Geoff Marsh is currently in Haiti, along with Kaitlin Kauffman and our very own Development Director, Naomi Shaffer. For this special tour, we’ve partnered with Médecins Sans Frontières-France (MSF-France) and will lead workshops for hospital staff, as well as our regular performances for community members. In this blog post, Geoff reflects on the group’s arrival in Haiti, and what their first few workshops were like.
I arrived at Port Au Prince in the afternoon. The airport was bustling with Haitians and white missionaries, and I started a conversation with a few missionaries while we waited in the immigration line. Most of them have been to Haiti before, and were coming back to offer aid to those affected by the recent Hurricane Mathew.
I headed down the escalator to see Naomi and Kaitlin waiting for me. They were a bright beam of light, holding silly props which made them hard to miss. At that moment I knew I was going to really enjoy working with these performers.
We grabbed our bags and went out the front door straight past customs. We didn’t see our driver at first—in fact we actually walked right past him. Eventually we realized the MSF car was in the parking lot and our driver was patiently waiting for us, facing in the opposite direction. He even saw us walk by and did a great impersonation of Naomi walking past him.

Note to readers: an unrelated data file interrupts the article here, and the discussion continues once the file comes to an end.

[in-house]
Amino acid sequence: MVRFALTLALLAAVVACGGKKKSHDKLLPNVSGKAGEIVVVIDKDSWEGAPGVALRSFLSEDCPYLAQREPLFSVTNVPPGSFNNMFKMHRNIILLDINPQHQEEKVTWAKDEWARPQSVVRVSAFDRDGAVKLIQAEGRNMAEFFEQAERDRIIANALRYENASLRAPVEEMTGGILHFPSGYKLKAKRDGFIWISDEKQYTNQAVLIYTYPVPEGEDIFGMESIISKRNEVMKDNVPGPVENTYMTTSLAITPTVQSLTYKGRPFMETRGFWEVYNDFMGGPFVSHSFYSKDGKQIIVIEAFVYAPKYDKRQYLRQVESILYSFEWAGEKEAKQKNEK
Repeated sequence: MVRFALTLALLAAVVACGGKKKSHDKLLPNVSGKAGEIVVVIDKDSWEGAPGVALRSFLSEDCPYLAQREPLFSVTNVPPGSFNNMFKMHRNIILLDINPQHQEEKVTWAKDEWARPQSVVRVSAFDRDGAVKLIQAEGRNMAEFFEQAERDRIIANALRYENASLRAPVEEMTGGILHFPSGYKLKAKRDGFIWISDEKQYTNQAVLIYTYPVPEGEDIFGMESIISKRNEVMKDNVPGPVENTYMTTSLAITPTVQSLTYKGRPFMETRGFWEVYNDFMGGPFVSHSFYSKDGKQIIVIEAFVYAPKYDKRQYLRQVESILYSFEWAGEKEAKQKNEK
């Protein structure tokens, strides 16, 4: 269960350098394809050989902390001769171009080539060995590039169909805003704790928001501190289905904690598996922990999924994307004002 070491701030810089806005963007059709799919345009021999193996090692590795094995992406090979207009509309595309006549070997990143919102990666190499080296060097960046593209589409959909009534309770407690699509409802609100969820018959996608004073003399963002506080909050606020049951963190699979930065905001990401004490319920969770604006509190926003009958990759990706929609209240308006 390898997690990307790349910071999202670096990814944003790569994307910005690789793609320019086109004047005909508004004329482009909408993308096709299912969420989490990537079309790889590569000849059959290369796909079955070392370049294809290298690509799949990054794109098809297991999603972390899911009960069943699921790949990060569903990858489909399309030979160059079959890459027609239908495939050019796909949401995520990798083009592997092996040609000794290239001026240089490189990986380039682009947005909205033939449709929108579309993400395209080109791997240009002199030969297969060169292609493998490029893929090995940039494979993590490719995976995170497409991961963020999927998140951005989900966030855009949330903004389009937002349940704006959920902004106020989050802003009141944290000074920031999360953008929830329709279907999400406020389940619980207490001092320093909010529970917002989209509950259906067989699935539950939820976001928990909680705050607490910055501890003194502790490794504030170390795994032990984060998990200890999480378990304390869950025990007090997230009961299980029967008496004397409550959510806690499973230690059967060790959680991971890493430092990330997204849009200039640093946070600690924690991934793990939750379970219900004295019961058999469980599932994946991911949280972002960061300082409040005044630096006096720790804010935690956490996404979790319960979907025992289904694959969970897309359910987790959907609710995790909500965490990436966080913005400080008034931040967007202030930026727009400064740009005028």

Our ride to MSF provided a quick realization that we were in a country with few resources. In fact, Haiti is the 17th poorest nation in the world, and that’s out of 195 countries total. That’s pretty low on the ladder.
We arrived at the MSF hospital to find the mostly French staff waist deep in a makeshift pool to beat the 90-degree heat. We were immediately welcomed and shared personal stories. I figured I should make a positive impression on our hosts, so I taught them how to make a propeller out of rolling paper. They exploded with laughter and joy when their director picked up a rolling paper and spun in circles till she fell. We went to bed with smiles on our faces not knowing what we had in store for the next day of shows and workshops.
The next day, we woke up early to check out the out the performance spaces and to decide what we were going to do. Our venues included a small 5′ by 10′ waiting room, a long narrow pediatric ward, a field behind the hospital which we used to host a workshop for doctors and nurses, and a 10′ x 20′ intensive care ward with two patients in it.
The first show was confined to such a small space that we adapted the best we could to give the circumstances. Some of the kids in the waiting room had burns wrapped in cloth around their arms or legs and one kid had clothes tied to the majority of his body.
We were concerned about how quiet it was during the first five minutes of our performance, until the laughter of one little girl filled the room and cut the tension like a knife. I asked her to throw the ball at me and took it right in the face. Rolling with the punch I yelped out a childish cry and found the biggest guy in the waiting room to console my pain by blowing and wiping my nose on his shoulder. I could hear the rest of the tension release from the room as everyone let out a boisterous belly laugh.